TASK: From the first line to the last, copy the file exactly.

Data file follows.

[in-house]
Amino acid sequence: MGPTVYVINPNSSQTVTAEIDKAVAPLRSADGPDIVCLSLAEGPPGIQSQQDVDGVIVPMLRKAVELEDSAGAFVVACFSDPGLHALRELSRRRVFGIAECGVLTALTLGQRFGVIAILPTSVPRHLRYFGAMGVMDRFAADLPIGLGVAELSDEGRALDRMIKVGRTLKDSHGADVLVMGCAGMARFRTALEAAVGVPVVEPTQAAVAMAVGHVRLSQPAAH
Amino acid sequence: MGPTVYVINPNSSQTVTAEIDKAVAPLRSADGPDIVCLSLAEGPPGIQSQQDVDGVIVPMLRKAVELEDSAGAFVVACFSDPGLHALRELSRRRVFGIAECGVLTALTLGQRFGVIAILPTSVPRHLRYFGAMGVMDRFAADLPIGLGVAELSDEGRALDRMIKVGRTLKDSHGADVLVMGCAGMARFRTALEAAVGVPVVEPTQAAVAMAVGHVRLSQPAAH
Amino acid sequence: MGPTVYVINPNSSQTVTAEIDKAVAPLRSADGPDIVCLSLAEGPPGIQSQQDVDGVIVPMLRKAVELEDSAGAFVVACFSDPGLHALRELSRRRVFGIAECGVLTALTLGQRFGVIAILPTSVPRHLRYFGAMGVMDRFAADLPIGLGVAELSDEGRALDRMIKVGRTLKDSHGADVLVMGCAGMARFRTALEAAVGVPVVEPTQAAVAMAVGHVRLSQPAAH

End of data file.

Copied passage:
[in-house]
Amino acid sequence: MGPTVYVINPNSSQTVTAEIDKAVAPLRSADGPDIVCLSLAEGPPGIQSQQDVDGVIVPMLRKAVELEDSAGAFVVACFSDPGLHALRELSRRRVFGIAECGVLTALTLGQRFGVIAILPTSVPRHLRYFGAMGVMDRFAADLPIGLGVAELSDEGRALDRMIKVGRTLKDSHGADVLVMGCAGMARFRTALEAAVGVPVVEPTQAAVAMAVGHVRLSQPAAH
Amino acid sequence: MGPTVYVINPNSSQTVTAEIDKAVAPLRSADGPDIVCLSLAEGPPGIQSQQDVDGVIVPMLRKAVELEDSAGAFVVACFSDPGLHALRELSRRRVFGIAECGVLTALTLGQRFGVIAILPTSVPRHLRYFGAMGVMDRFAADLPIGLGVAELSDEGRALDRMIKVGRTLKDSHGADVLVMGCAGMARFRTALEAAVGVPVVEPTQAAVAMAVGHVRLSQPAAH
Amino acid sequence: MGPTVYVINPNSSQTVTAEIDKAVAPLRSADGPDIVCLSLAEGPPGIQSQQDVDGVIVPMLRKAVELEDSAGAFVVACFSDPGLHALRELSRRRVFGIAECGVLTALTLGQRFGVIAILPTSVPRHLRYFGAMGVMDRFAADLPIGLGVAELSDEGRALDRMIKVGRTLKDSHGADVLVMGCAGMARFRTALEAAVGVPVVEPTQAAVAMAVGHVRLSQPAAH